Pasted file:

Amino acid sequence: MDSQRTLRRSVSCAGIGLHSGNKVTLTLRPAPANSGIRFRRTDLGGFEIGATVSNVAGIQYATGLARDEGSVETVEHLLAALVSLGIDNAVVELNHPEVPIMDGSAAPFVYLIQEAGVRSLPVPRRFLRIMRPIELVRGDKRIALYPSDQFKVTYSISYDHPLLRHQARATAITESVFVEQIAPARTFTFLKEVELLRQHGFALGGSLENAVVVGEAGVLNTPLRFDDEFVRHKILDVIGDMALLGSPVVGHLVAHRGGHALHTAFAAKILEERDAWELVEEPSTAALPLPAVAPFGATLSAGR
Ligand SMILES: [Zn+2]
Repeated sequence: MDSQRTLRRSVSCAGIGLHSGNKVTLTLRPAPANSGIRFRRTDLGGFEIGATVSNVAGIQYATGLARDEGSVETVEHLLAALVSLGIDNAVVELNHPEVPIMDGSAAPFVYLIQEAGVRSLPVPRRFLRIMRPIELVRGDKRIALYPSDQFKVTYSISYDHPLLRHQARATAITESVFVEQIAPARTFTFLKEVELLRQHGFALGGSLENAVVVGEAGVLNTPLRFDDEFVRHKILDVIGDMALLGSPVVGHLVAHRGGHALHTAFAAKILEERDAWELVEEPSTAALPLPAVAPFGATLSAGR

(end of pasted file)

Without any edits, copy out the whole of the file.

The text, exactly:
Amino acid sequence: MDSQRTLRRSVSCAGIGLHSGNKVTLTLRPAPANSGIRFRRTDLGGFEIGATVSNVAGIQYATGLARDEGSVETVEHLLAALVSLGIDNAVVELNHPEVPIMDGSAAPFVYLIQEAGVRSLPVPRRFLRIMRPIELVRGDKRIALYPSDQFKVTYSISYDHPLLRHQARATAITESVFVEQIAPARTFTFLKEVELLRQHGFALGGSLENAVVVGEAGVLNTPLRFDDEFVRHKILDVIGDMALLGSPVVGHLVAHRGGHALHTAFAAKILEERDAWELVEEPSTAALPLPAVAPFGATLSAGR
Ligand SMILES: [Zn+2]
Repeated sequence: MDSQRTLRRSVSCAGIGLHSGNKVTLTLRPAPANSGIRFRRTDLGGFEIGATVSNVAGIQYATGLARDEGSVETVEHLLAALVSLGIDNAVVELNHPEVPIMDGSAAPFVYLIQEAGVRSLPVPRRFLRIMRPIELVRGDKRIALYPSDQFKVTYSISYDHPLLRHQARATAITESVFVEQIAPARTFTFLKEVELLRQHGFALGGSLENAVVVGEAGVLNTPLRFDDEFVRHKILDVIGDMALLGSPVVGHLVAHRGGHALHTAFAAKILEERDAWELVEEPSTAALPLPAVAPFGATLSAGR